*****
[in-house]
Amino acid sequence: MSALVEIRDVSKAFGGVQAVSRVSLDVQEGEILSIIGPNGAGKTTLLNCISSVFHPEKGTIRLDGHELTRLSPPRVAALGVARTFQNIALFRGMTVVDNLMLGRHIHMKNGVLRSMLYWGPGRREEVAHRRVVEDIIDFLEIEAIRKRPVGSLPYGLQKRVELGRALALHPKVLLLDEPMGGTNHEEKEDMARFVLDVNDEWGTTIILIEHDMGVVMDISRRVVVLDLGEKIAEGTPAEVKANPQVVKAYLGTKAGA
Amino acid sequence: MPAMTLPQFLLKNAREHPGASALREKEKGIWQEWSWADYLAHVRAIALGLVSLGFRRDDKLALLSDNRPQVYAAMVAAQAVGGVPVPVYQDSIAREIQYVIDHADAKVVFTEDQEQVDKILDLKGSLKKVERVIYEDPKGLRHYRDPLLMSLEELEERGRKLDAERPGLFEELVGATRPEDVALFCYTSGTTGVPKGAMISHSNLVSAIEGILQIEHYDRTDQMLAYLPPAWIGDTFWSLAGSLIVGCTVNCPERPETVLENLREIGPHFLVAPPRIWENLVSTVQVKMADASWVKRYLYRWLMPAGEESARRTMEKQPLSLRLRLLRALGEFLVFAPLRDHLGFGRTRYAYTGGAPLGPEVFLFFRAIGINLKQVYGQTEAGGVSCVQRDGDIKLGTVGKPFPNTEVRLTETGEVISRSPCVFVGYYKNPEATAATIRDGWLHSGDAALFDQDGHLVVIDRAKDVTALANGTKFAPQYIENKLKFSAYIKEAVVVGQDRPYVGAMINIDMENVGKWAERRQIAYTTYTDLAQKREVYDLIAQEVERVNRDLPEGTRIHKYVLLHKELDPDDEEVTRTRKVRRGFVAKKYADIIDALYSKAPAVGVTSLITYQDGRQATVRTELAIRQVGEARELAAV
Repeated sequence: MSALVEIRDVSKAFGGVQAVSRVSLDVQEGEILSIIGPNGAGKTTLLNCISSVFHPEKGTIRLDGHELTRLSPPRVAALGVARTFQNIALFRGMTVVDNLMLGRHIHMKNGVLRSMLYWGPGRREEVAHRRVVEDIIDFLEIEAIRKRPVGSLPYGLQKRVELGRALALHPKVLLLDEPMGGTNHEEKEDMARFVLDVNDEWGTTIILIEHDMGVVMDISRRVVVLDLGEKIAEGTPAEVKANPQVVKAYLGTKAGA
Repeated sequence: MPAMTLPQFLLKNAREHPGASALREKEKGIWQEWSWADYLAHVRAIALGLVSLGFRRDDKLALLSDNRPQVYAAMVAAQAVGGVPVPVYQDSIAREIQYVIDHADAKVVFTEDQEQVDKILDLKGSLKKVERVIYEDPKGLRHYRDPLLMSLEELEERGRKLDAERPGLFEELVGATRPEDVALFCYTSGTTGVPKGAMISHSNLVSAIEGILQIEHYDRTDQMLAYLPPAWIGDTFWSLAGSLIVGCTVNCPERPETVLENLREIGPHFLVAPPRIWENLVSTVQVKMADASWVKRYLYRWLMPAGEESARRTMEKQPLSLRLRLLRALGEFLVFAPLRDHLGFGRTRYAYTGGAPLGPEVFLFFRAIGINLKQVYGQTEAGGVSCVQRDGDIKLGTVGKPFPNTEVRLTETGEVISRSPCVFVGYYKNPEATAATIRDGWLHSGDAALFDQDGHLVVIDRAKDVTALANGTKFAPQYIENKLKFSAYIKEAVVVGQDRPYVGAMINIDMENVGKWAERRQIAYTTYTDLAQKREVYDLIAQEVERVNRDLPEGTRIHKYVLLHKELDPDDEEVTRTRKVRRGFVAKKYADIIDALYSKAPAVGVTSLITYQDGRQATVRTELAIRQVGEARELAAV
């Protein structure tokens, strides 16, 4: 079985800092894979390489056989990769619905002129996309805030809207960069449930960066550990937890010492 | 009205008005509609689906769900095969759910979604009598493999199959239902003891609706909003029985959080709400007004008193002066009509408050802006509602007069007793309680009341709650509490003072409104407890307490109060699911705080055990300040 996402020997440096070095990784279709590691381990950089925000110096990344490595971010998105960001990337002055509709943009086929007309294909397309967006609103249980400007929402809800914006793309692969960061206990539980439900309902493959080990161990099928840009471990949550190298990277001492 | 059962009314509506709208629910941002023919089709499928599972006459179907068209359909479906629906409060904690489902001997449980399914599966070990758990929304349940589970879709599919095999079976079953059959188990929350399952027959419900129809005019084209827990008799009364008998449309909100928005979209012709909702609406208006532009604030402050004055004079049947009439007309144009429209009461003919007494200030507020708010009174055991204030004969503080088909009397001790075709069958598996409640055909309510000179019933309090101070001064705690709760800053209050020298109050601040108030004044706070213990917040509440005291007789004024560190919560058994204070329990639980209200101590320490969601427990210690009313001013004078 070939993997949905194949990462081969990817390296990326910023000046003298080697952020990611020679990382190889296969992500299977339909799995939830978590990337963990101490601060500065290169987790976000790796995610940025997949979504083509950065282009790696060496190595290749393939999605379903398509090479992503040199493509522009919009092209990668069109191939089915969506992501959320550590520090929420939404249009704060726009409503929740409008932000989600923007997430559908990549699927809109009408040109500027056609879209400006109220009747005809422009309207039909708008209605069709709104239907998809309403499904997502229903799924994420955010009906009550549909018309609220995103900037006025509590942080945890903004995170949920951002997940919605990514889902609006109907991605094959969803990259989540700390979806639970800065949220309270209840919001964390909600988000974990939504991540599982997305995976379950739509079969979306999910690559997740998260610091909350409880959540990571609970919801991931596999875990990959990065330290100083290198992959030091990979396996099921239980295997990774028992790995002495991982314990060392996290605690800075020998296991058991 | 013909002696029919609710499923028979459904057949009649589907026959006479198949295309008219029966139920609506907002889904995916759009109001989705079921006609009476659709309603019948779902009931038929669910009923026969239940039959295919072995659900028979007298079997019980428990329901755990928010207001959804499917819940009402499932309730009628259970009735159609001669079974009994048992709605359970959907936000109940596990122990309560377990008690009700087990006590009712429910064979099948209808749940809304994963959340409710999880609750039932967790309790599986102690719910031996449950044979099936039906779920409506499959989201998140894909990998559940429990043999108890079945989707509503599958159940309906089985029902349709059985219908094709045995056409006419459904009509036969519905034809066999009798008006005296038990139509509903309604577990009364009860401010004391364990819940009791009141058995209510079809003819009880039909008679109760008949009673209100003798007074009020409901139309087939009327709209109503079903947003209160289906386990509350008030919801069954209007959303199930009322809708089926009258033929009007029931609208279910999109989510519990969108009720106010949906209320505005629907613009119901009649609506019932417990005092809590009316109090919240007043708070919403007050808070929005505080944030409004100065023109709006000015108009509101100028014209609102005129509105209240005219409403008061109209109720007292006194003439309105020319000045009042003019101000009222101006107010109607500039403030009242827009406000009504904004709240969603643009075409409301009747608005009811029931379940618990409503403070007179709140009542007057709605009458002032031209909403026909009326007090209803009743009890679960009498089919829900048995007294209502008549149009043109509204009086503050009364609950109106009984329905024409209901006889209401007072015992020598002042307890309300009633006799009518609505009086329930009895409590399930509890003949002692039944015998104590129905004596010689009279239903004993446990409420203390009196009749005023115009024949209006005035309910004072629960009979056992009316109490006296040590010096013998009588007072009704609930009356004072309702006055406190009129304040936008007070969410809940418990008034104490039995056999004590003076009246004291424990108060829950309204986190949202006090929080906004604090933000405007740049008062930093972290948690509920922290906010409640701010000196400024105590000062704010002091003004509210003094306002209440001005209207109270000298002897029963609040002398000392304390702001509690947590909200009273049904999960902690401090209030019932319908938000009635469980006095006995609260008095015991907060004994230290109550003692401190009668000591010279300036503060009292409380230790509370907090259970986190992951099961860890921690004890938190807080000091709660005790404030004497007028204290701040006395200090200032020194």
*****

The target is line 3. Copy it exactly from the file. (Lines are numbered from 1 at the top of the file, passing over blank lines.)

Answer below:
Amino acid sequence: MPAMTLPQFLLKNAREHPGASALREKEKGIWQEWSWADYLAHVRAIALGLVSLGFRRDDKLALLSDNRPQVYAAMVAAQAVGGVPVPVYQDSIAREIQYVIDHADAKVVFTEDQEQVDKILDLKGSLKKVERVIYEDPKGLRHYRDPLLMSLEELEERGRKLDAERPGLFEELVGATRPEDVALFCYTSGTTGVPKGAMISHSNLVSAIEGILQIEHYDRTDQMLAYLPPAWIGDTFWSLAGSLIVGCTVNCPERPETVLENLREIGPHFLVAPPRIWENLVSTVQVKMADASWVKRYLYRWLMPAGEESARRTMEKQPLSLRLRLLRALGEFLVFAPLRDHLGFGRTRYAYTGGAPLGPEVFLFFRAIGINLKQVYGQTEAGGVSCVQRDGDIKLGTVGKPFPNTEVRLTETGEVISRSPCVFVGYYKNPEATAATIRDGWLHSGDAALFDQDGHLVVIDRAKDVTALANGTKFAPQYIENKLKFSAYIKEAVVVGQDRPYVGAMINIDMENVGKWAERRQIAYTTYTDLAQKREVYDLIAQEVERVNRDLPEGTRIHKYVLLHKELDPDDEEVTRTRKVRRGFVAKKYADIIDALYSKAPAVGVTSLITYQDGRQATVRTELAIRQVGEARELAAV